Chronic wounds are the result of alterations in the complex series of events of physiological wound healing. In particular, the prolonged inflammation results in increased protease activity, in the degradation of extracellular matrix (ECM) and of growth factors (GFs). The relevance of platelet GFs in maintaining and restoring the complex equilibrium of different moments in wound healing is well recognized. Moreover, the observed decrease of their levels in chronic wounds suggested a possible therapeutic role of the external application to the wounds. It has been also pointed out that tissue regeneration can be more efficiently obtained by the synergic use of different GFs. Platelet derivatives such as platelet- rich plasma (PRP) and platelet lysate (PL) are able to release GFs in a balanced pool. Their therapeutic use in regenerative medicine and wound healing has been therefore more and more frequently proposed in clinical trials and in the literature. The development of a suitable formulation able to control the GFs release rate, to protect the GFs, and to assure their prolonged contact with the wound site, is of paramount importance for the therapeutic success. The present review considers some formulation approaches for PRP and PL application to wounds. Read out full article at: http://www.eurekaselect.com/170878/article



Editors Choice Article | Detecting Non-cognitive Features of Prodromal Neurodegenerative Diseases


Journal Name: Current Aging Science

Author(s): Alon Seifan, Christine A. Ganzer*, Krista Ryon, Michael Lin, Rahman Mahmudur, Henriquez Adolfo, Cindy Shih, Alan R. Jacobs, Molly Greenwald, Richard S. Isaacson.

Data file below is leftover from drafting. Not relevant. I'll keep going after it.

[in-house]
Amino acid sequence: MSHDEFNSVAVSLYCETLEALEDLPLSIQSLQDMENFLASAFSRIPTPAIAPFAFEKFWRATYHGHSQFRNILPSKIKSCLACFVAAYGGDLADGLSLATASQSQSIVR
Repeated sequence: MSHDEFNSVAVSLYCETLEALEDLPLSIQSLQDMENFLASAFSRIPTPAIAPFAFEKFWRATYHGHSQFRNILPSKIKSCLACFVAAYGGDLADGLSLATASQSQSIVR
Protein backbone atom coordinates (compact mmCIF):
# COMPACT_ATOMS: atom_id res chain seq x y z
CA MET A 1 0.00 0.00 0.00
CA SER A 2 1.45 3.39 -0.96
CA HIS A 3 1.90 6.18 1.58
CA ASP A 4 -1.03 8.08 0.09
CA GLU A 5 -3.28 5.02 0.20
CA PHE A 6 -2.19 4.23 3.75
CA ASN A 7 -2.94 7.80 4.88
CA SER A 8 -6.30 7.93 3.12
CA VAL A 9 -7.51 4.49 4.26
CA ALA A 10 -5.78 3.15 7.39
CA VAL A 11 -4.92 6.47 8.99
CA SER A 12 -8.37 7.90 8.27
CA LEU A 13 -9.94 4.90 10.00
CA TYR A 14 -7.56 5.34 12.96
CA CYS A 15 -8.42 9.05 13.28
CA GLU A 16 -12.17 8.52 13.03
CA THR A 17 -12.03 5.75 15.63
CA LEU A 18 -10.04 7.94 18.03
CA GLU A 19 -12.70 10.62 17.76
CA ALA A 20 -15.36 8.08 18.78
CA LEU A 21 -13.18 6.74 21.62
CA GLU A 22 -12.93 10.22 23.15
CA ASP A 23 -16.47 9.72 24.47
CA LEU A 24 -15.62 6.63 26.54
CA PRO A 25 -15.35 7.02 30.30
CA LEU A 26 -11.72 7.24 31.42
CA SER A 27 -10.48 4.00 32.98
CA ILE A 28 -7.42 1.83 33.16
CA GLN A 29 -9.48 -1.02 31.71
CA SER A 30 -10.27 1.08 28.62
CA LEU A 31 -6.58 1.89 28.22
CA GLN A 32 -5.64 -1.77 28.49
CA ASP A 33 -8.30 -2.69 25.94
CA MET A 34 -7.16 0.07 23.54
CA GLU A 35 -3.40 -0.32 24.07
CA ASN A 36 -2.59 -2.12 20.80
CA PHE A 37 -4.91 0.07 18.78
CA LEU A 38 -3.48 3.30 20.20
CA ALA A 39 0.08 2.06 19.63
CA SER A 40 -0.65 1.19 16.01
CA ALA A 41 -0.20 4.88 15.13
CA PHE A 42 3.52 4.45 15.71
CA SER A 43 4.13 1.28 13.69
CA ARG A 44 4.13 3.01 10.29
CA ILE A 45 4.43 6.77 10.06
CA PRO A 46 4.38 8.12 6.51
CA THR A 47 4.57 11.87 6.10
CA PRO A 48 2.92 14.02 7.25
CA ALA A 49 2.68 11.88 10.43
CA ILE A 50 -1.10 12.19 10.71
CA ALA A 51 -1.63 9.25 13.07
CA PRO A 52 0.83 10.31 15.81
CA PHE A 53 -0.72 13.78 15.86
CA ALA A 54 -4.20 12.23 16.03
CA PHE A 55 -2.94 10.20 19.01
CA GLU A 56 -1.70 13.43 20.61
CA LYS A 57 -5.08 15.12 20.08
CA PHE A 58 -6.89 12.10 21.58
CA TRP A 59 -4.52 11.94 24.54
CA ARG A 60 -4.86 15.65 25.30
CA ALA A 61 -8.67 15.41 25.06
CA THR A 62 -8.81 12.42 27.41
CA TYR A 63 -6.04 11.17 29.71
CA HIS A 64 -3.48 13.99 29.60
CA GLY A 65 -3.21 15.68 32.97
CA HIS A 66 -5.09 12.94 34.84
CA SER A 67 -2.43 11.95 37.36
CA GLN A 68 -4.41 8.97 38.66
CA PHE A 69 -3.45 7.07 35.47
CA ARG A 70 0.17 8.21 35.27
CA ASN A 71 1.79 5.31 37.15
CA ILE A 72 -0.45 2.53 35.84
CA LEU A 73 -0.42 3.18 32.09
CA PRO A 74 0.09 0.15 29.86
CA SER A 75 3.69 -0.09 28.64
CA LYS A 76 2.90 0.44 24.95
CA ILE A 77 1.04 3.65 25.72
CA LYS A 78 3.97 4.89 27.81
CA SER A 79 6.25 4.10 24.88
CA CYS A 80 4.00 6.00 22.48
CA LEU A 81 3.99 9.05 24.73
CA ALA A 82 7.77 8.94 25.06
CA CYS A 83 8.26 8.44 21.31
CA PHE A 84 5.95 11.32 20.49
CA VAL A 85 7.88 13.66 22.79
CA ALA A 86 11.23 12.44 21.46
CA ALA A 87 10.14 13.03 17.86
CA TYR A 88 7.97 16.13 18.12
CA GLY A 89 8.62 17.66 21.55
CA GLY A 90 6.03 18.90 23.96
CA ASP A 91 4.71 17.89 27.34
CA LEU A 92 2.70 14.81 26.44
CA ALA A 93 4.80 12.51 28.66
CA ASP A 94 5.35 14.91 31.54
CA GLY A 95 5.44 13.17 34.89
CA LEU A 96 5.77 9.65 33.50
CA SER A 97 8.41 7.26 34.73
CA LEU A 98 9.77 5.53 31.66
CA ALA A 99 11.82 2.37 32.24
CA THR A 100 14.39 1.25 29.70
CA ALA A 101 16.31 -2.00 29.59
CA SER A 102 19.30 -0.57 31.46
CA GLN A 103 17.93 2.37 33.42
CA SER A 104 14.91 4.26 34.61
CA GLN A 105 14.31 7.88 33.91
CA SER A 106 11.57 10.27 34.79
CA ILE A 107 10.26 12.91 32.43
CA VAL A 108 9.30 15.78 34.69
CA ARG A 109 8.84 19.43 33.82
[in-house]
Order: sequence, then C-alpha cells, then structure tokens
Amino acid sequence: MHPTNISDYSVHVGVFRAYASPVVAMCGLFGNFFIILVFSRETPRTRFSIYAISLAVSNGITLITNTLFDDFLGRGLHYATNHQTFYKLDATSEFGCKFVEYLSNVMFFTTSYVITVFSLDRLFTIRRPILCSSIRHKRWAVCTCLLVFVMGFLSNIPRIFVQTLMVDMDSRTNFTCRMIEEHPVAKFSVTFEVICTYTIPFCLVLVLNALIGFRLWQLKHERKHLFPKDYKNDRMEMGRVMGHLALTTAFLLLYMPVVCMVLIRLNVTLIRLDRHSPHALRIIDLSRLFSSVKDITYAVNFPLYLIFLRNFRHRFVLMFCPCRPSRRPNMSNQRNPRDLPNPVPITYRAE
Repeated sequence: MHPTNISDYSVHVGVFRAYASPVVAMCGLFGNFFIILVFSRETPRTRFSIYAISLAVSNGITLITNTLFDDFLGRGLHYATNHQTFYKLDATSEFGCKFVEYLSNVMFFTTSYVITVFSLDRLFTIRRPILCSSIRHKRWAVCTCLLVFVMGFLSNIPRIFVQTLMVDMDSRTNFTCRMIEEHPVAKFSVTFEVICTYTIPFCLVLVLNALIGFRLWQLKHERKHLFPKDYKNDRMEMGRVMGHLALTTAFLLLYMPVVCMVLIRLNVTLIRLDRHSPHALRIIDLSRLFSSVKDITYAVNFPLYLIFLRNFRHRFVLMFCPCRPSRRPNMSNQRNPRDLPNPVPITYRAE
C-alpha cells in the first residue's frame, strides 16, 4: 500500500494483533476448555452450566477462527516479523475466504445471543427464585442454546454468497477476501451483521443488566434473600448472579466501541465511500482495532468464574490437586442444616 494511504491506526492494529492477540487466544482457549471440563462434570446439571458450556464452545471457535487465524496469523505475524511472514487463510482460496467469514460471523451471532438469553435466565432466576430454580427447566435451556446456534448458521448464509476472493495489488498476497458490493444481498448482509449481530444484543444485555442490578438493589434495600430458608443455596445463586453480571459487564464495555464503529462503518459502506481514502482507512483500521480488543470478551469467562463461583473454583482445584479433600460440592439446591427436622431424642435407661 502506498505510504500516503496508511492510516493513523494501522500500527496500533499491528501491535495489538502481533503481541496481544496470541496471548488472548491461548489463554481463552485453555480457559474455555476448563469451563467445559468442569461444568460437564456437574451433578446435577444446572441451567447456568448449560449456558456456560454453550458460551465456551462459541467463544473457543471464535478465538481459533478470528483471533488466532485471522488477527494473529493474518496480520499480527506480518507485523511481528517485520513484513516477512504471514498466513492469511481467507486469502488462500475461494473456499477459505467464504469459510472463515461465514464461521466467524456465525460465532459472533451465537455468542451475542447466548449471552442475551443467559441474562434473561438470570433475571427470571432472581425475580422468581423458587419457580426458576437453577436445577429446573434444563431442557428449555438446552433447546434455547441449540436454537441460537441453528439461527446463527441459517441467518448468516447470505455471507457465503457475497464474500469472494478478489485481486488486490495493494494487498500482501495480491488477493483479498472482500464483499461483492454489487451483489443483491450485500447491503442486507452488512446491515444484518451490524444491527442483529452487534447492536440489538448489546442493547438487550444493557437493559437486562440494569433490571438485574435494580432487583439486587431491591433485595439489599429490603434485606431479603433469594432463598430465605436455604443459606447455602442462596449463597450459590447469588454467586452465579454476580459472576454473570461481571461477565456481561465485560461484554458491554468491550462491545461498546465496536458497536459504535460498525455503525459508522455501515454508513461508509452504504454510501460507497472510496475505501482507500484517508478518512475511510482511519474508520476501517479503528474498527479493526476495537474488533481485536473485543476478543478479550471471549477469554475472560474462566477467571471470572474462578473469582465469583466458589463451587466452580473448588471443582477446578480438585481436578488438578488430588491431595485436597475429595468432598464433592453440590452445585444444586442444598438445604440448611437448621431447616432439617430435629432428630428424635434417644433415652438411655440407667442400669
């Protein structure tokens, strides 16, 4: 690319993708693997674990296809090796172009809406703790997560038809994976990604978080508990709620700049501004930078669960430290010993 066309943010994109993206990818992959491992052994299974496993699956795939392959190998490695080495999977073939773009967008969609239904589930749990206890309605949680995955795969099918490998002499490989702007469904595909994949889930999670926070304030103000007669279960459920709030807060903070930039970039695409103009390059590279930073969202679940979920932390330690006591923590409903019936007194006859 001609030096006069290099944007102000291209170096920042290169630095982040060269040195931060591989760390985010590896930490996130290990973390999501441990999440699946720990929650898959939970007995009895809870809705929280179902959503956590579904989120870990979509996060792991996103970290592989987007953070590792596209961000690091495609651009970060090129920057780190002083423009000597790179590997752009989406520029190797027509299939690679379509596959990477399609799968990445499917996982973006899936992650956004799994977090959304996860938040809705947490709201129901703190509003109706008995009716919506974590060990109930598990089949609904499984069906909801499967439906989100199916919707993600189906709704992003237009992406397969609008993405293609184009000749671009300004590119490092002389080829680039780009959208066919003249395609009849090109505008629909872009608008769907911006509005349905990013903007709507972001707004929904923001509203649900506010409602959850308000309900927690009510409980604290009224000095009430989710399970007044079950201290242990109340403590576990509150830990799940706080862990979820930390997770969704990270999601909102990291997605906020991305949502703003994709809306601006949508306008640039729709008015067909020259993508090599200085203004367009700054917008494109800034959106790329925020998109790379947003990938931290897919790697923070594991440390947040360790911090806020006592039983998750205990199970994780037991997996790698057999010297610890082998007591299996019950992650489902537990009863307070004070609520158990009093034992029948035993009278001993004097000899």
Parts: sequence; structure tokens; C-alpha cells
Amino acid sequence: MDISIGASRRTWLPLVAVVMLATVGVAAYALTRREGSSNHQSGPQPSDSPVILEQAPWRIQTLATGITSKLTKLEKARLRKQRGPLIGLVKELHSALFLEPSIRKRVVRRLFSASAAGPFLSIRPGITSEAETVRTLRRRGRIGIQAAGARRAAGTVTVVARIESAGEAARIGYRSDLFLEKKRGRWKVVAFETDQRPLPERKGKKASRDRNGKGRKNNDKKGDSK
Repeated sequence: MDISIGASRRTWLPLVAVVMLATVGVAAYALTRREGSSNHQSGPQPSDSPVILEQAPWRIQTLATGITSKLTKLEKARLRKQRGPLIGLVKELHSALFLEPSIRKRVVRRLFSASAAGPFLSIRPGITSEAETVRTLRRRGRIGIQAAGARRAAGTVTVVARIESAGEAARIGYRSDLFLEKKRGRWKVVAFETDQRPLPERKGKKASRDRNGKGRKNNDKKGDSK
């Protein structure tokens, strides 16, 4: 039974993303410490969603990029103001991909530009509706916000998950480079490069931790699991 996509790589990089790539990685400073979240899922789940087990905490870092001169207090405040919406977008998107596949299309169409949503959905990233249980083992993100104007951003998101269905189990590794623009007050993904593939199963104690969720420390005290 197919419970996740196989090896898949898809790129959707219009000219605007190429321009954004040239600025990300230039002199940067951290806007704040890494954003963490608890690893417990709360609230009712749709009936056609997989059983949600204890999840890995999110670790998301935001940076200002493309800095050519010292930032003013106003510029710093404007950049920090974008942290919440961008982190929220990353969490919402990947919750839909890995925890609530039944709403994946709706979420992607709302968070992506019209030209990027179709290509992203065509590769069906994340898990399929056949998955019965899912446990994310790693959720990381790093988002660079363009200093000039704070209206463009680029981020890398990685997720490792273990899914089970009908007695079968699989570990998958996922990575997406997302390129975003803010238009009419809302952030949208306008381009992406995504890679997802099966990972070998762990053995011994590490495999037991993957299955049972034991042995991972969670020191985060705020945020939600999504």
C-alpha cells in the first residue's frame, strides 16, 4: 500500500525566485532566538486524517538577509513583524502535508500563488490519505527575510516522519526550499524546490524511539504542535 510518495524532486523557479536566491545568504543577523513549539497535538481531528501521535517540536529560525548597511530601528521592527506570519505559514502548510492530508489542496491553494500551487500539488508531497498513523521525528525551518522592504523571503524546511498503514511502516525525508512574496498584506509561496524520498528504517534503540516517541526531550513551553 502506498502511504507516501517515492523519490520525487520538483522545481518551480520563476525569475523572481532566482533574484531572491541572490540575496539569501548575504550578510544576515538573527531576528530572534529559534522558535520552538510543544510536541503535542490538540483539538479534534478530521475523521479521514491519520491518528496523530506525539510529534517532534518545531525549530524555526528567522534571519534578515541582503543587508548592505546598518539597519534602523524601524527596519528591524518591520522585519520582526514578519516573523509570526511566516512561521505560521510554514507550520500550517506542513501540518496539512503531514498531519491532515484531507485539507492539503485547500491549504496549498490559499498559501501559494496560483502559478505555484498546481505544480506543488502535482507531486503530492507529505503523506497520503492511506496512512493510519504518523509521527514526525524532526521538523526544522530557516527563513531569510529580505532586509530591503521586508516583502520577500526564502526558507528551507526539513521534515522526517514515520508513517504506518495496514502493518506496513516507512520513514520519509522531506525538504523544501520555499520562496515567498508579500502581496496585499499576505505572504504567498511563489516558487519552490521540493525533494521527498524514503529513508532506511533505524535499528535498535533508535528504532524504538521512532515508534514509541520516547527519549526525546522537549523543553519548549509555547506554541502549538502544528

Background: Prodromal Neurodegenerative Disease (ND) due to tauopathies such as Alzheimer’s Disease (AD) and Synucleinopathies (SN) such as Parkinson’s Disease (PD) and Dementia with Lewy Bodies (DLB) present subtly. Although ND are considered cognitive disorders, in fact ND present with behavioral and even medical symptomatology years to decades prior to the onset of cognitive changes. Recognizing prodromal ND syndromes is a public health priority because ND is common, disabling and expensive. Diagnosing prodromal ND in real world clinical settings is challenging because ND of the same pathology can present with different symptoms in different people. Individual variability in nature and variability in nurture across the life course influence how ND pathology manifests clinically. The objective of this study was to describe how non-cognitive symptoms from behavioral, medical, neurological and psychiatric domains cluster in prodromal and early stages of ND.